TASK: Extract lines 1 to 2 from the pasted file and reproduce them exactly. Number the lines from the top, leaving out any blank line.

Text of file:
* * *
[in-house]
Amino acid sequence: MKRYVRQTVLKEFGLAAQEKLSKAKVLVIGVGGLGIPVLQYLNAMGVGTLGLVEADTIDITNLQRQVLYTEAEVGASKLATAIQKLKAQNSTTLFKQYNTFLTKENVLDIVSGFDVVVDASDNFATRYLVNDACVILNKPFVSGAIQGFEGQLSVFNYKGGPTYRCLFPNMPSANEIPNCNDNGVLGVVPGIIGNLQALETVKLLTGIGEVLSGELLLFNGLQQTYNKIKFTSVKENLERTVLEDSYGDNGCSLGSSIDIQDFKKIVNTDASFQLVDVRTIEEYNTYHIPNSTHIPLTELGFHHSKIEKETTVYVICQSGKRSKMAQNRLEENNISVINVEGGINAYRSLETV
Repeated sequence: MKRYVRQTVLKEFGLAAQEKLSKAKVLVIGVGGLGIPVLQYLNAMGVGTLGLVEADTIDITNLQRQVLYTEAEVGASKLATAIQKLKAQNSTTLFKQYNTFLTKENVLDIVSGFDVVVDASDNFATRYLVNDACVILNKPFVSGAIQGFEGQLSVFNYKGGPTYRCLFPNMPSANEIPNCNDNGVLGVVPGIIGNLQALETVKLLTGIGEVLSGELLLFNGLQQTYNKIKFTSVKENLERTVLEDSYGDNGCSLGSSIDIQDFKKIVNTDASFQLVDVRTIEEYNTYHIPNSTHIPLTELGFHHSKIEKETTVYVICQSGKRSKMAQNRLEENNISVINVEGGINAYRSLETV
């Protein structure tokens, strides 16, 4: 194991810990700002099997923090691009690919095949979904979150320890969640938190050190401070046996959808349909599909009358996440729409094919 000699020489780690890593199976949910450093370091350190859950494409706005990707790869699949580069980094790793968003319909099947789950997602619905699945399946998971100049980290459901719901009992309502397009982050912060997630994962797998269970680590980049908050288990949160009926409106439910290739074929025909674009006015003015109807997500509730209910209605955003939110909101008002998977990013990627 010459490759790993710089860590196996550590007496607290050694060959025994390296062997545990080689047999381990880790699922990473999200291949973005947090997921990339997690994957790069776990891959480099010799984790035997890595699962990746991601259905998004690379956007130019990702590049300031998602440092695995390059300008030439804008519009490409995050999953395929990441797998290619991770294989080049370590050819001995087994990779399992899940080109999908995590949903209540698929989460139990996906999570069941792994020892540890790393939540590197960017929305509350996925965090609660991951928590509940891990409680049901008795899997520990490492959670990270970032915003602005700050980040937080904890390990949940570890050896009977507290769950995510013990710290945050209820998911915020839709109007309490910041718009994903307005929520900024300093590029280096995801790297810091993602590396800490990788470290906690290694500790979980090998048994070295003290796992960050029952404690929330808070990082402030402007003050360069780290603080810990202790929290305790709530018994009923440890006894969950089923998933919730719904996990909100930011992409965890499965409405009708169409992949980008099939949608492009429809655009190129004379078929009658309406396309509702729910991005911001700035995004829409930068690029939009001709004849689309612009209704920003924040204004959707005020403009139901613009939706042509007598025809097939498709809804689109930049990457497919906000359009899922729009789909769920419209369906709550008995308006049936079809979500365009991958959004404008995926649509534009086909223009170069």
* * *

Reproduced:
[in-house]
Amino acid sequence: MKRYVRQTVLKEFGLAAQEKLSKAKVLVIGVGGLGIPVLQYLNAMGVGTLGLVEADTIDITNLQRQVLYTEAEVGASKLATAIQKLKAQNSTTLFKQYNTFLTKENVLDIVSGFDVVVDASDNFATRYLVNDACVILNKPFVSGAIQGFEGQLSVFNYKGGPTYRCLFPNMPSANEIPNCNDNGVLGVVPGIIGNLQALETVKLLTGIGEVLSGELLLFNGLQQTYNKIKFTSVKENLERTVLEDSYGDNGCSLGSSIDIQDFKKIVNTDASFQLVDVRTIEEYNTYHIPNSTHIPLTELGFHHSKIEKETTVYVICQSGKRSKMAQNRLEENNISVINVEGGINAYRSLETV